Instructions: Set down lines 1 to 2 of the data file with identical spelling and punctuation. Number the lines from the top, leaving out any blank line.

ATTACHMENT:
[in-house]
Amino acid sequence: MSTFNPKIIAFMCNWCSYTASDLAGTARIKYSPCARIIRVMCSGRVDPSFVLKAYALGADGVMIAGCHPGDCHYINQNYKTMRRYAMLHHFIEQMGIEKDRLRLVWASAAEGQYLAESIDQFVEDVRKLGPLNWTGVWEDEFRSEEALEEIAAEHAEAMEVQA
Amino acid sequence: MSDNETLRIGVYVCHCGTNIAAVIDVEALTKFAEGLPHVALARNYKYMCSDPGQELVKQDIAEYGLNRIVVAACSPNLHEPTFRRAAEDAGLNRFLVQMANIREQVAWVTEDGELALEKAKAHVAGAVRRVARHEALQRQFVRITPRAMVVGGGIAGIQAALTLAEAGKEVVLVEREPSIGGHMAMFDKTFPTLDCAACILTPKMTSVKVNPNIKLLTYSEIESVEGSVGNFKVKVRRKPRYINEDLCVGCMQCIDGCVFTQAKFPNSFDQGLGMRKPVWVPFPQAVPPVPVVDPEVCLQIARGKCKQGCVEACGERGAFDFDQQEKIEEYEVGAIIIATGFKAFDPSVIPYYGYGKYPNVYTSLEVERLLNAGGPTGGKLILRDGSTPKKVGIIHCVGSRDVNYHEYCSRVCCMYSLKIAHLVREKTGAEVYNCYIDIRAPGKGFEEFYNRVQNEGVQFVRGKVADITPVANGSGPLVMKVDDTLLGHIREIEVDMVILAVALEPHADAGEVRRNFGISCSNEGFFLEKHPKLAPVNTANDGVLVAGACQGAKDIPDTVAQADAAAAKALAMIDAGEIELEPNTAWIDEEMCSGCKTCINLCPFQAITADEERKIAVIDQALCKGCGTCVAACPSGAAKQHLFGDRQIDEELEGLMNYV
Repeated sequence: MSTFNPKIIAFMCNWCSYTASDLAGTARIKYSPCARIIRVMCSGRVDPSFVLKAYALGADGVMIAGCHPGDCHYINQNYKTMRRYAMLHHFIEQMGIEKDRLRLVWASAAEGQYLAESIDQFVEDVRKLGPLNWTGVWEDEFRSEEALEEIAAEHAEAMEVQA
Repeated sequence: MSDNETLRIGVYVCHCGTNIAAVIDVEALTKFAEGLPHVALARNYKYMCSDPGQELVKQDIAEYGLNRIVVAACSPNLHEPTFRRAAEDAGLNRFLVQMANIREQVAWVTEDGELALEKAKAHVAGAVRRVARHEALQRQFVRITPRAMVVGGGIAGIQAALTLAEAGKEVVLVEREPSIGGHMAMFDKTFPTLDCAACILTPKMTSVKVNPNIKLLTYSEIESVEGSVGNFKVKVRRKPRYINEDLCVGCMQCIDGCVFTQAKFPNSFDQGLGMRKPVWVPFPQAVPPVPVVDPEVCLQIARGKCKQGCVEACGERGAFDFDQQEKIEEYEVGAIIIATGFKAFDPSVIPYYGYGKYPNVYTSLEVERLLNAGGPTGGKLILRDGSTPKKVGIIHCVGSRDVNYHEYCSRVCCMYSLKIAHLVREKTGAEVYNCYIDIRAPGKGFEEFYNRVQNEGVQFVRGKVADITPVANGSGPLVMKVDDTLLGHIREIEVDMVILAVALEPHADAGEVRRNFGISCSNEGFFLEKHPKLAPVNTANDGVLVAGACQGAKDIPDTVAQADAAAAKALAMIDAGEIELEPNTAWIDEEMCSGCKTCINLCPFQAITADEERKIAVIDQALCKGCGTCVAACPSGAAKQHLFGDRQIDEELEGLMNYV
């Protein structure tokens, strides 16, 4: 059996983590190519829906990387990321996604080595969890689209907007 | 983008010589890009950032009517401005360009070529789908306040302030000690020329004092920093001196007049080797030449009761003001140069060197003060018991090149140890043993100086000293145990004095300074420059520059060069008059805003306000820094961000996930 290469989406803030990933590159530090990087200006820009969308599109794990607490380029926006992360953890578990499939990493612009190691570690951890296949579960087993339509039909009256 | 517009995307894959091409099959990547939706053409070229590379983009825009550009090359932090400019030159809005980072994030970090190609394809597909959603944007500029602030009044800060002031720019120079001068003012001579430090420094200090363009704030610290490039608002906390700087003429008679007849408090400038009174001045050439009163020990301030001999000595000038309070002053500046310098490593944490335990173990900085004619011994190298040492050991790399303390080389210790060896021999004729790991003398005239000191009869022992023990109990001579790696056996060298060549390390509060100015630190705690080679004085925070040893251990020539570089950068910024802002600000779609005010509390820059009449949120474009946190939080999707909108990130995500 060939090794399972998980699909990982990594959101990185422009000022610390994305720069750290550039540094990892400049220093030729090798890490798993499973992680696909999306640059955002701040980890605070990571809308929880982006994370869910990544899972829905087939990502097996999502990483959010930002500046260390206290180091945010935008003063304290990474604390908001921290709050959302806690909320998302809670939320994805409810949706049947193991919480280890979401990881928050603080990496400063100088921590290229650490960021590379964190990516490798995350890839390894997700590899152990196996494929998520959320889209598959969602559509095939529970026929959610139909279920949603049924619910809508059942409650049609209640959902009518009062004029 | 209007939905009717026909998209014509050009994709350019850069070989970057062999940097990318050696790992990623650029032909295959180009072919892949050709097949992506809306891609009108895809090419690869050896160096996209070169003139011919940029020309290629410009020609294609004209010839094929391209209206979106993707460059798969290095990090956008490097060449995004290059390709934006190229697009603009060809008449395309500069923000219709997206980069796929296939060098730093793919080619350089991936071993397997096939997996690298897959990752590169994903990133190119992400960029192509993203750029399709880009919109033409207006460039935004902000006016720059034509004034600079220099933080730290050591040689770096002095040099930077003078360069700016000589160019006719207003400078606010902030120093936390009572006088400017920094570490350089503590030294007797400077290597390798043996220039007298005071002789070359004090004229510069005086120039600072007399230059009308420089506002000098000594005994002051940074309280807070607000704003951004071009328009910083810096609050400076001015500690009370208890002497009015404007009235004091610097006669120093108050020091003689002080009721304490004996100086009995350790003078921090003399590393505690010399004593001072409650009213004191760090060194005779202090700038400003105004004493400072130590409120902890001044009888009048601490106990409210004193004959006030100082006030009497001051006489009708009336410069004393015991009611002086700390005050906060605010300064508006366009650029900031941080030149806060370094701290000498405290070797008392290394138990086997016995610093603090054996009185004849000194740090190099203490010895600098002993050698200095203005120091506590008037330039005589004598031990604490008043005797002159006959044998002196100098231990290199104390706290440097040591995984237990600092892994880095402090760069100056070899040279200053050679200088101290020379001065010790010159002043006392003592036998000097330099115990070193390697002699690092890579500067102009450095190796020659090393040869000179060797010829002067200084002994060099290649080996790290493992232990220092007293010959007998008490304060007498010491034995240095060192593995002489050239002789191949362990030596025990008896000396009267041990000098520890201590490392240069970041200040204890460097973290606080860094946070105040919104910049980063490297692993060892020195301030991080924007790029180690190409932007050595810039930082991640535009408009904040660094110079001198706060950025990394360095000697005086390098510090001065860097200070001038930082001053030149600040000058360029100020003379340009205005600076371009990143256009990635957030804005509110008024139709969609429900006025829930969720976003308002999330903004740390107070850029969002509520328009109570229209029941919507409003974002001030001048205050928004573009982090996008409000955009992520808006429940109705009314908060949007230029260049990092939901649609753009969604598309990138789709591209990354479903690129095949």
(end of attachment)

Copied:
[in-house]
Amino acid sequence: MSTFNPKIIAFMCNWCSYTASDLAGTARIKYSPCARIIRVMCSGRVDPSFVLKAYALGADGVMIAGCHPGDCHYINQNYKTMRRYAMLHHFIEQMGIEKDRLRLVWASAAEGQYLAESIDQFVEDVRKLGPLNWTGVWEDEFRSEEALEEIAAEHAEAMEVQA